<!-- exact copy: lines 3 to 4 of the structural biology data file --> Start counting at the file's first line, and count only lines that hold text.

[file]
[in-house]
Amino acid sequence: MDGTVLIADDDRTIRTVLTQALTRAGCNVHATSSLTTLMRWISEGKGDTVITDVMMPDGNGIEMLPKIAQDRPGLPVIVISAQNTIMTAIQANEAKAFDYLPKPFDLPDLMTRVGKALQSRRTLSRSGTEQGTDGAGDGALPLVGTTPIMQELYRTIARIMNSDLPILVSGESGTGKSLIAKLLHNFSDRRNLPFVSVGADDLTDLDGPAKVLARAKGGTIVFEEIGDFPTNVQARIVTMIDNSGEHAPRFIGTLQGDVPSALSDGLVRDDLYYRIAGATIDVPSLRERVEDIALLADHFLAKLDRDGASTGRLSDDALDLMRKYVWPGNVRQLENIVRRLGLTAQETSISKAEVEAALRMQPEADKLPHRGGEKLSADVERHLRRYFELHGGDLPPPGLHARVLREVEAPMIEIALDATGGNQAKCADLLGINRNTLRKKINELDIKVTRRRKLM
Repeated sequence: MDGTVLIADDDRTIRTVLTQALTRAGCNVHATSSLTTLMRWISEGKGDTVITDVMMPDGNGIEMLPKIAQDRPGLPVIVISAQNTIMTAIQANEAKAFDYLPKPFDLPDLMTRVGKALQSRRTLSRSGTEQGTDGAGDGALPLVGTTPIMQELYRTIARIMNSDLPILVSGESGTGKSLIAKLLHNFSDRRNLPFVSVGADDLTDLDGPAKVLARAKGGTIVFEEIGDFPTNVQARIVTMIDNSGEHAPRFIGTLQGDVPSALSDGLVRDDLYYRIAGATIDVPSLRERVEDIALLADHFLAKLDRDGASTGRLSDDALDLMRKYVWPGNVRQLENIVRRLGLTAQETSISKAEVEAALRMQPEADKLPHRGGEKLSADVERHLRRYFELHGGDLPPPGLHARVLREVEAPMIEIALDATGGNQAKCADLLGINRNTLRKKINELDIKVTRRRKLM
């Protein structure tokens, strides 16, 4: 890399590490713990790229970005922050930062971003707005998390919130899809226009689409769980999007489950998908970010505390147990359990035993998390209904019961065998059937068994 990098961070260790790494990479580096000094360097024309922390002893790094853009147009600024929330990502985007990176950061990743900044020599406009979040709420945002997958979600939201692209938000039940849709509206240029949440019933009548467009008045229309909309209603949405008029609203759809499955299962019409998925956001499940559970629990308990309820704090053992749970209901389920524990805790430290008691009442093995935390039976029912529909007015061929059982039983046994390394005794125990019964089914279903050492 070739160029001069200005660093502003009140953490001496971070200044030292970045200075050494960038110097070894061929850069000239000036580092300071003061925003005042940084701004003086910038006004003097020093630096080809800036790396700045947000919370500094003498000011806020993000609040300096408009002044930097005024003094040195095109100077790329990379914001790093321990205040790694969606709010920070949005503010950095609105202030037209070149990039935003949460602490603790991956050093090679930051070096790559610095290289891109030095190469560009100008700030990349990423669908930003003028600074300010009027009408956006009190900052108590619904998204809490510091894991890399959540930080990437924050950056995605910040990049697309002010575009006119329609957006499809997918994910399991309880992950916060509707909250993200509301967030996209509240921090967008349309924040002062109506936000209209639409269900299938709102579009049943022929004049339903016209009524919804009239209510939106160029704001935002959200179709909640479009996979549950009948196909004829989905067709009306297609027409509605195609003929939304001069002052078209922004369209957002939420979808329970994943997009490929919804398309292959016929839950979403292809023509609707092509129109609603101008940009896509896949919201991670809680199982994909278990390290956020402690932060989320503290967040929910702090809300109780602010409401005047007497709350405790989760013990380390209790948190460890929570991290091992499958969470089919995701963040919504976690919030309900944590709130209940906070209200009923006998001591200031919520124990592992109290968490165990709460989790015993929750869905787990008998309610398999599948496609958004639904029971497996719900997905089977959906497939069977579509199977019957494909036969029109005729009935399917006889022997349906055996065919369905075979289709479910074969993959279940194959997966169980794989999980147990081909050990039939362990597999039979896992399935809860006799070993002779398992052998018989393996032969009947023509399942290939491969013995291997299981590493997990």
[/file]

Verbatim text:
Repeated sequence: MDGTVLIADDDRTIRTVLTQALTRAGCNVHATSSLTTLMRWISEGKGDTVITDVMMPDGNGIEMLPKIAQDRPGLPVIVISAQNTIMTAIQANEAKAFDYLPKPFDLPDLMTRVGKALQSRRTLSRSGTEQGTDGAGDGALPLVGTTPIMQELYRTIARIMNSDLPILVSGESGTGKSLIAKLLHNFSDRRNLPFVSVGADDLTDLDGPAKVLARAKGGTIVFEEIGDFPTNVQARIVTMIDNSGEHAPRFIGTLQGDVPSALSDGLVRDDLYYRIAGATIDVPSLRERVEDIALLADHFLAKLDRDGASTGRLSDDALDLMRKYVWPGNVRQLENIVRRLGLTAQETSISKAEVEAALRMQPEADKLPHRGGEKLSADVERHLRRYFELHGGDLPPPGLHARVLREVEAPMIEIALDATGGNQAKCADLLGINRNTLRKKINELDIKVTRRRKLM
């Protein structure tokens, strides 16, 4: 890399590490713990790229970005922050930062971003707005998390919130899809226009689409769980999007489950998908970010505390147990359990035993998390209904019961065998059937068994 990098961070260790790494990479580096000094360097024309922390002893790094853009147009600024929330990502985007990176950061990743900044020599406009979040709420945002997958979600939201692209938000039940849709509206240029949440019933009548467009008045229309909309209603949405008029609203759809499955299962019409998925956001499940559970629990308990309820704090053992749970209901389920524990805790430290008691009442093995935390039976029912529909007015061929059982039983046994390394005794125990019964089914279903050492 070739160029001069200005660093502003009140953490001496971070200044030292970045200075050494960038110097070894061929850069000239000036580092300071003061925003005042940084701004003086910038006004003097020093630096080809800036790396700045947000919370500094003498000011806020993000609040300096408009002044930097005024003094040195095109100077790329990379914001790093321990205040790694969606709010920070949005503010950095609105202030037209070149990039935003949460602490603790991956050093090679930051070096790559610095290289891109030095190469560009100008700030990349990423669908930003003028600074300010009027009408956006009190900052108590619904998204809490510091894991890399959540930080990437924050950056995605910040990049697309002010575009006119329609957006499809997918994910399991309880992950916060509707909250993200509301967030996209509240921090967008349309924040002062109506936000209209639409269900299938709102579009049943022929004049339903016209009524919804009239209510939106160029704001935002959200179709909640479009996979549950009948196909004829989905067709009306297609027409509605195609003929939304001069002052078209922004369209957002939420979808329970994943997009490929919804398309292959016929839950979403292809023509609707092509129109609603101008940009896509896949919201991670809680199982994909278990390290956020402690932060989320503290967040929910702090809300109780602010409401005047007497709350405790989760013990380390209790948190460890929570991290091992499958969470089919995701963040919504976690919030309900944590709130209940906070209200009923006998001591200031919520124990592992109290968490165990709460989790015993929750869905787990008998309610398999599948496609958004639904029971497996719900997905089977959906497939069977579509199977019957494909036969029109005729009935399917006889022997349906055996065919369905075979289709479910074969993959279940194959997966169980794989999980147990081909050990039939362990597999039979896992399935809860006799070993002779398992052998018989393996032969009947023509399942290939491969013995291997299981590493997990």